Puffball, Lobster Mushroom + Bacon Frittata

{A recipe by myself and my cooking companion}

Serves 6-8


1 1/2 c. puffballs, halved or quartered if large
1 heaping c. lobster mushrooms, sliced (discard any brown-fleshed pieces)
1 tbsp bacon fat
1 tbsp butter
Several pinches Herbes de Provence

7 medium eggs (5-6 jumbo)
1/2 c. whole milk
1 c. cheddar cheese, grated
6 strips maple bacon, cooked until firm and roughly chopped
1/2 onion, diced
1/2 tsp salt
1/4 tsp pepper
1/4 tsp Herbes de Provence


Preheat oven to 375 F.

In a frying pan on low medium heat, sauté puffballs and lobster mushrooms with bacon fat, butter, salt, and several pinches Herbes de Provence. Cook until mushrooms are soft throughout, and begin to turn a caramel golden brown, at least ten minutes. Set aside.

Heat an oiled cast iron skillet (9-10″) over low medium heat. Add additional butter, bacon fat, or olive oil to coat the pan if needed.

In a large bowl, whisk eggs and milk, two minutes. And the reserved mushrooms. Add cheese, bacon, onion, salt, pepper and Herbes de Provence, and mix well. Pour mixture into cast iron skillet when it is heated, and cook for 5-7 minutes. Occasionally run a spatula across the bottom of the pan in a figure-8 motion, to prevent the egg mixture from sticking, and to more quickly distribute heat. When mixture starts to bubble through to the top (about the same time that a turn of the spatula reveals a large chunk of cooked egg), transfer pan to the oven.

Bake for 12-16 minutes more, until frittata is cooked through. Remove from oven, and allow to cool slightly before serving.


42 thoughts on “puffball, lobster mushroom + bacon frittata

  1. OMG… lobster mushrooms? I had five clumps of these in my yard last month, I took pics but then went on vacation… I just can’t get get anywhere with mushroom identification… sigh!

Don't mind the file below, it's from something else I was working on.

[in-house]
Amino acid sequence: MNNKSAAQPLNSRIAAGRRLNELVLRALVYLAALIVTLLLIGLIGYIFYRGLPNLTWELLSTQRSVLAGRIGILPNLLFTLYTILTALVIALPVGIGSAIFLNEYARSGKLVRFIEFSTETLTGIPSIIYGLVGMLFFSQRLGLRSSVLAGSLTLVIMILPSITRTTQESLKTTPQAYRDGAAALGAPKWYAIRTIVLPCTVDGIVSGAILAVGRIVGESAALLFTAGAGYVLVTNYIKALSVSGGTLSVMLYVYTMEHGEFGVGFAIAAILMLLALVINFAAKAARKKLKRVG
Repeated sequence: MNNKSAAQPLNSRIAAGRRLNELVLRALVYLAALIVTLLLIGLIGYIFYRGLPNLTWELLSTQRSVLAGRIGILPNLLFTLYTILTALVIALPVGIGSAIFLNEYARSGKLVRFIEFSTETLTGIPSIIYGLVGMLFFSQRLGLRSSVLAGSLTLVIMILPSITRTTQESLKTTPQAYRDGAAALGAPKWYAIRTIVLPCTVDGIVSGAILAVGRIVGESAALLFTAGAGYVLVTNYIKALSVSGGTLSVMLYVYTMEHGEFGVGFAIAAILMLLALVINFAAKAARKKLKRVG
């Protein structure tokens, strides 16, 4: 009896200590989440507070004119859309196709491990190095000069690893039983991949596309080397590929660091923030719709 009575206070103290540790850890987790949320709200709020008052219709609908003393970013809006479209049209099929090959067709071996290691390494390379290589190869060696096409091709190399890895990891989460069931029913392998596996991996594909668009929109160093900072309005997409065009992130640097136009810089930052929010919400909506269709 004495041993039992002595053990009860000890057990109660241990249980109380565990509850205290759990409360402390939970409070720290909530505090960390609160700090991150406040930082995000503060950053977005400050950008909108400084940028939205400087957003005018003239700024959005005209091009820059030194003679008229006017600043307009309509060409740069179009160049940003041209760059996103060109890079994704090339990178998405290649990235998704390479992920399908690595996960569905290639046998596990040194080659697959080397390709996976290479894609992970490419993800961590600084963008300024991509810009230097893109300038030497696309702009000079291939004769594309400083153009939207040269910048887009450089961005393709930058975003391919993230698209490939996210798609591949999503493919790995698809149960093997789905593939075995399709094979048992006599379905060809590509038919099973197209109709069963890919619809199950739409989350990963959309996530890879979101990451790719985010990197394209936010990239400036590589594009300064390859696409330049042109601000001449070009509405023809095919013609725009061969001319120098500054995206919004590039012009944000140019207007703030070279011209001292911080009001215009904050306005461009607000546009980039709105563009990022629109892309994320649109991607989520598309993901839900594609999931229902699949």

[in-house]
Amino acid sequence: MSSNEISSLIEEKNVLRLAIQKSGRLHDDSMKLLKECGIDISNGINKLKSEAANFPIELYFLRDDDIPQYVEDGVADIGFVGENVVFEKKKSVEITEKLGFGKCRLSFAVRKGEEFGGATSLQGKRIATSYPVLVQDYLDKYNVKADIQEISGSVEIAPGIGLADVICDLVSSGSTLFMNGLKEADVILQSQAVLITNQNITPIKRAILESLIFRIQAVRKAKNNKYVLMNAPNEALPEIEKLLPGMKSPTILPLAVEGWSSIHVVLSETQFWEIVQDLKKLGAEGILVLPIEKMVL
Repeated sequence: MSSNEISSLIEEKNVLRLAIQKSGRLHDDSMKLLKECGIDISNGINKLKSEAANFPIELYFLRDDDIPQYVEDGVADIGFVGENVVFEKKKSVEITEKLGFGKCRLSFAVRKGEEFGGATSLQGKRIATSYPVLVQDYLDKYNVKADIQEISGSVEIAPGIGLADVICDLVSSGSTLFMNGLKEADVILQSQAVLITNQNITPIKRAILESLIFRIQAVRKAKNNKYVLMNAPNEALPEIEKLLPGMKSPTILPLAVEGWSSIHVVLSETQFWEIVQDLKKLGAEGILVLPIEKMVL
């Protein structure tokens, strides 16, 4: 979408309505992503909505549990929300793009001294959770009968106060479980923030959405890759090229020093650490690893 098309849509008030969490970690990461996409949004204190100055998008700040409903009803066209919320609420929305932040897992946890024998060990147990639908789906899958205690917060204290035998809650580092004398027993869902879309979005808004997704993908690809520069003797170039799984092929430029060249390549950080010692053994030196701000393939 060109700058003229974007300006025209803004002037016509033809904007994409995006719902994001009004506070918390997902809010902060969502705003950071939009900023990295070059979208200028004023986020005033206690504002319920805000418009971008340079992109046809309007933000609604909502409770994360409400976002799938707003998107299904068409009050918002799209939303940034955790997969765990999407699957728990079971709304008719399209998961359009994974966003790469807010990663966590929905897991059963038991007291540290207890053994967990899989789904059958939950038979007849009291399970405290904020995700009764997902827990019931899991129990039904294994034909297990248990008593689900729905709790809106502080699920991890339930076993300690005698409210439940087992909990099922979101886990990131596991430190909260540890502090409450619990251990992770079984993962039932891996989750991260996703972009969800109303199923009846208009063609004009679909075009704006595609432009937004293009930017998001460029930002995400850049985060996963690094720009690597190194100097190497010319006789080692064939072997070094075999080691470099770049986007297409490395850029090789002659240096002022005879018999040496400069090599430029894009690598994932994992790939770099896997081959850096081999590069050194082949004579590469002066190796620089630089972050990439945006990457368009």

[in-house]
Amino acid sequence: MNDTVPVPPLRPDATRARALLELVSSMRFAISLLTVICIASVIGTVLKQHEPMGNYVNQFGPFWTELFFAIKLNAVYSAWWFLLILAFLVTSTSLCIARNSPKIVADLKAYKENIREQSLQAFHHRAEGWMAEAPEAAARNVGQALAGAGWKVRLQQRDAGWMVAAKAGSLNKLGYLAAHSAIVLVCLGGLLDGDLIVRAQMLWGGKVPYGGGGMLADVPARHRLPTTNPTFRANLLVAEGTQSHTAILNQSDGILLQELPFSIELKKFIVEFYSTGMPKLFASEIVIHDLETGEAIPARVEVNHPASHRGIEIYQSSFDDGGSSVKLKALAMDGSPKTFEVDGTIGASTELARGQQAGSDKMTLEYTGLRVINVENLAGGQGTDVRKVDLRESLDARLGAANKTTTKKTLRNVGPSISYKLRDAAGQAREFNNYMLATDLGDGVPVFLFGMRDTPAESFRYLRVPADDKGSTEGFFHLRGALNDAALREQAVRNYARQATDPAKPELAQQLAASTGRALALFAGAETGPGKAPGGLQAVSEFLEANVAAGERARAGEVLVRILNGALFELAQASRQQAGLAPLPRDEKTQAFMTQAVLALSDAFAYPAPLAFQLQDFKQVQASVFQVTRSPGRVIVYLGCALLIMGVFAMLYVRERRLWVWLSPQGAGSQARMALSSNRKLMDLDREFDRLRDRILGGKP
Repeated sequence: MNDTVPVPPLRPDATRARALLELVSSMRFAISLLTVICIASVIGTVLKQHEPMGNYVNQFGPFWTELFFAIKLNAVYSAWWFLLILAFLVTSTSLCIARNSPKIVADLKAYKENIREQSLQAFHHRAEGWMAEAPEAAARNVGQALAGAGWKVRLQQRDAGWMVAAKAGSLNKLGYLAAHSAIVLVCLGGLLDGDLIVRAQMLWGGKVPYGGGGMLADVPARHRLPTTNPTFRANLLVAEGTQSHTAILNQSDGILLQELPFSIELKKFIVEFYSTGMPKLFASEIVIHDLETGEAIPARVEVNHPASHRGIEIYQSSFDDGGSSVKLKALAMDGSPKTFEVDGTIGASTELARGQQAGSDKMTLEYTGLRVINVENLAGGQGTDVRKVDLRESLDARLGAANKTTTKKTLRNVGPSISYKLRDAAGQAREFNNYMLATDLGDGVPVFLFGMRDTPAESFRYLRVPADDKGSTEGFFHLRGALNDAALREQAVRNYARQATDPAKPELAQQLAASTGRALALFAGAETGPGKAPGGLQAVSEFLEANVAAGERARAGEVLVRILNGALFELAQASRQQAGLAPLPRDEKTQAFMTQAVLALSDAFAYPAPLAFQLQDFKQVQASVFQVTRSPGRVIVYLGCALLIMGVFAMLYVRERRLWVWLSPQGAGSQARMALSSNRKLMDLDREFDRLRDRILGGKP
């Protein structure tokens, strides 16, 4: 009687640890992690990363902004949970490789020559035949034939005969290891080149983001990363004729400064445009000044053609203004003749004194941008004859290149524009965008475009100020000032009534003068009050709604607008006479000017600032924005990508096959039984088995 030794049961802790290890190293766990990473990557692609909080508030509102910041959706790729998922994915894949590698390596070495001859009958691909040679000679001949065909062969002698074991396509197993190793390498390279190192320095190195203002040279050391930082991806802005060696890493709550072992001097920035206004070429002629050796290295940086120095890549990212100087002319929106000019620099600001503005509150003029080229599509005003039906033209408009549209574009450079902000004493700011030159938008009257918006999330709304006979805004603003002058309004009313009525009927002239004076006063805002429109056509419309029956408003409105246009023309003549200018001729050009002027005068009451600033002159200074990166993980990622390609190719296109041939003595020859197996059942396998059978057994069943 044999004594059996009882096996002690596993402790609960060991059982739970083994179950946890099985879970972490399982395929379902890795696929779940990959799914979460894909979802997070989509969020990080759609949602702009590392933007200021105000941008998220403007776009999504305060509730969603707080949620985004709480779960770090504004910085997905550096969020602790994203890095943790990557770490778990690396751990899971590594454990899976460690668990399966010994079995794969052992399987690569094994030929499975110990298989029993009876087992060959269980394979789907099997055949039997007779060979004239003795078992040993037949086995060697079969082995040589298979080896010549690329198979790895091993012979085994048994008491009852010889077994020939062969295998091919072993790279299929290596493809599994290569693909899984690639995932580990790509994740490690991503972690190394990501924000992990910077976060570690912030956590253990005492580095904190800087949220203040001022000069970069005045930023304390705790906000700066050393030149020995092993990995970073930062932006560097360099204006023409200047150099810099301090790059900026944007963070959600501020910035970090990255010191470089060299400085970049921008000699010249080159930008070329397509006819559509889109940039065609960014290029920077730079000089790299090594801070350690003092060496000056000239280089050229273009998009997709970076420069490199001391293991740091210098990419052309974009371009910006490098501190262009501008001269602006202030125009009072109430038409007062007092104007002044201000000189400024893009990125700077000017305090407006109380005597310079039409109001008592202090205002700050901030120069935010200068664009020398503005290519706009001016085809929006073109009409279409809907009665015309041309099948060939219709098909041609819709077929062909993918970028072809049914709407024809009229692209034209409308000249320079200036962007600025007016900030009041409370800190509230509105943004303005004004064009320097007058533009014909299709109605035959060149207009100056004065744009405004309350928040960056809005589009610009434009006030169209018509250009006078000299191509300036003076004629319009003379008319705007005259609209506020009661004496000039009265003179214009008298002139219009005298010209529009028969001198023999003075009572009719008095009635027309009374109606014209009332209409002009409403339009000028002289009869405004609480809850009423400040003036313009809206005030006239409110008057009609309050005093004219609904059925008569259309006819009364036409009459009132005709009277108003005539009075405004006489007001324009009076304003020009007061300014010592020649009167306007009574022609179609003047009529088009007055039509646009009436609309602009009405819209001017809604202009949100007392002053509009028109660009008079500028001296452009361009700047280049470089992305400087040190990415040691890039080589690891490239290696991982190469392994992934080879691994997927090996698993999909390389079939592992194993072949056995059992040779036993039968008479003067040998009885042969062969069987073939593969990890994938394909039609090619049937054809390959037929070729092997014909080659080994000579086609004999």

1. Aw, shoot! You can always come to me with mushroom ID questions – I have no guarantees that I’ll be able to answer your queries, but I’ll sure be eager to try:)

  2. What fabulous countryside to be frolicking through! (Beats the concrete jungle hands down any day :) ) Beautiful photos, as always, I almost feel like I’m breathing in fresh air just looking at them.

    1. Yes, such excellent countryside to traverse every day. I’m very lucky, if only for this brief window of time.

      Aww, shucks. Thank you miss!

  3. Oh my gosh. A job. The County. Wild mushrooms. NEW VENTURE!!

    I love all of this. Also, I want to see that hat you speak of.

    1. NEW VENTURE! Current venture is tons of fun, though.

      The hat is probably not as cool as you are imagining…. it’s not a safari cap or anything, which is what I think of when I think “inspector.”

  4. Now I can say I know someone who is a potato inspector. Awesome.
    I love frittata! I think all those mushrooms would make the best ever frittata.

    1. Hey, you can indeed. This gig won’t last long though, so you’d better spread the word now;)

      This was by far the best frittata I’ve ever had… it must be the mushrooms. Or, well, of course there’s the bacon.

  5. What beautiful countryside! You’re the first lobster mushroom cooking potato inspector with cool hat I’ve ever encountered. Life is good :)